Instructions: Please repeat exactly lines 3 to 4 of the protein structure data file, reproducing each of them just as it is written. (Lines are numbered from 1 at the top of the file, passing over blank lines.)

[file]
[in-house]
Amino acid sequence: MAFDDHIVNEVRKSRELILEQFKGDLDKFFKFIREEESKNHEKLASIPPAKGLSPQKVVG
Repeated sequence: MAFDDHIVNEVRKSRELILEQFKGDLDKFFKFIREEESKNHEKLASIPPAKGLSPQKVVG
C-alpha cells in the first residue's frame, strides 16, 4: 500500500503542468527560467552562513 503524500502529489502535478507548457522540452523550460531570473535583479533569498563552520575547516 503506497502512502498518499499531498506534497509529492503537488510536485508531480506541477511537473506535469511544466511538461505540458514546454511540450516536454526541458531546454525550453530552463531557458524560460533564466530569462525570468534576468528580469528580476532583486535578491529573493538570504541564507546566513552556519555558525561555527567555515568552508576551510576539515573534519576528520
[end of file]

Repeated sequence: MAFDDHIVNEVRKSRELILEQFKGDLDKFFKFIREEESKNHEKLASIPPAKGLSPQKVVG
C-alpha cells in the first residue's frame, strides 16, 4: 500500500503542468527560467552562513 503524500502529489502535478507548457522540452523550460531570473535583479533569498563552520575547516 503506497502512502498518499499531498506534497509529492503537488510536485508531480506541477511537473506535469511544466511538461505540458514546454511540450516536454526541458531546454525550453530552463531557458524560460533564466530569462525570468534576468528580469528580476532583486535578491529573493538570504541564507546566513552556519555558525561555527567555515568552508576551510576539515573534519576528520